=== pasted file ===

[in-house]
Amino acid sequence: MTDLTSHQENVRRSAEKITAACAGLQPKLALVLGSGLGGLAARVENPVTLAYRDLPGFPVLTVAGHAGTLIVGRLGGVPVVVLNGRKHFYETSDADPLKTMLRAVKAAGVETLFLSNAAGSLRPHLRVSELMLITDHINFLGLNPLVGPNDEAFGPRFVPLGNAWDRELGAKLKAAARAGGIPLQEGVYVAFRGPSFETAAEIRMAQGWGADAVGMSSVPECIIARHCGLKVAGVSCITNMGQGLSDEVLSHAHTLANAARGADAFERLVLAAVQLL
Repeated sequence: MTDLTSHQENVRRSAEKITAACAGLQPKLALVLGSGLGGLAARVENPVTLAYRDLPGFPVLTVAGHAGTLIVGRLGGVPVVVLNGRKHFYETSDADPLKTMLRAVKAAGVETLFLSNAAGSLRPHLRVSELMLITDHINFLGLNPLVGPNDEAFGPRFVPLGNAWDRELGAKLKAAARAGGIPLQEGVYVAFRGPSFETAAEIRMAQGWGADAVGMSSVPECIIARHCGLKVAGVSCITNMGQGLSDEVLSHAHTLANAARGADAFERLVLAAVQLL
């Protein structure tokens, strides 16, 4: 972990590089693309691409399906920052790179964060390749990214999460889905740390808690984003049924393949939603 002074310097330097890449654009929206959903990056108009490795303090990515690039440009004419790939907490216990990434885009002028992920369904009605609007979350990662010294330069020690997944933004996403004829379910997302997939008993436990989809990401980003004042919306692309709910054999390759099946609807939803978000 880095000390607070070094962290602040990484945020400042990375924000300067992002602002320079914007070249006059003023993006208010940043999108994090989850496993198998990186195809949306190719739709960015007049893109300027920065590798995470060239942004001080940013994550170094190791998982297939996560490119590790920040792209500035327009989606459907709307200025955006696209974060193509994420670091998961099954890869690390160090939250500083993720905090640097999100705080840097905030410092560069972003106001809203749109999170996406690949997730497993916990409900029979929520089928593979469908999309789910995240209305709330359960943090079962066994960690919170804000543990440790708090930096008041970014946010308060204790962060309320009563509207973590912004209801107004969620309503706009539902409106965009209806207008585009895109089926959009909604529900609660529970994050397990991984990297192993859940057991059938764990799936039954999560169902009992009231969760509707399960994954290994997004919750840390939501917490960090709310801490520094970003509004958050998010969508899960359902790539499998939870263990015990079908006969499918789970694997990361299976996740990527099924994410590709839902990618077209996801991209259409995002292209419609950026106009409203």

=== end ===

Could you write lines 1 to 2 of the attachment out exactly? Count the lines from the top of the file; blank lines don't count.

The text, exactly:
[in-house]
Amino acid sequence: MTDLTSHQENVRRSAEKITAACAGLQPKLALVLGSGLGGLAARVENPVTLAYRDLPGFPVLTVAGHAGTLIVGRLGGVPVVVLNGRKHFYETSDADPLKTMLRAVKAAGVETLFLSNAAGSLRPHLRVSELMLITDHINFLGLNPLVGPNDEAFGPRFVPLGNAWDRELGAKLKAAARAGGIPLQEGVYVAFRGPSFETAAEIRMAQGWGADAVGMSSVPECIIARHCGLKVAGVSCITNMGQGLSDEVLSHAHTLANAARGADAFERLVLAAVQLL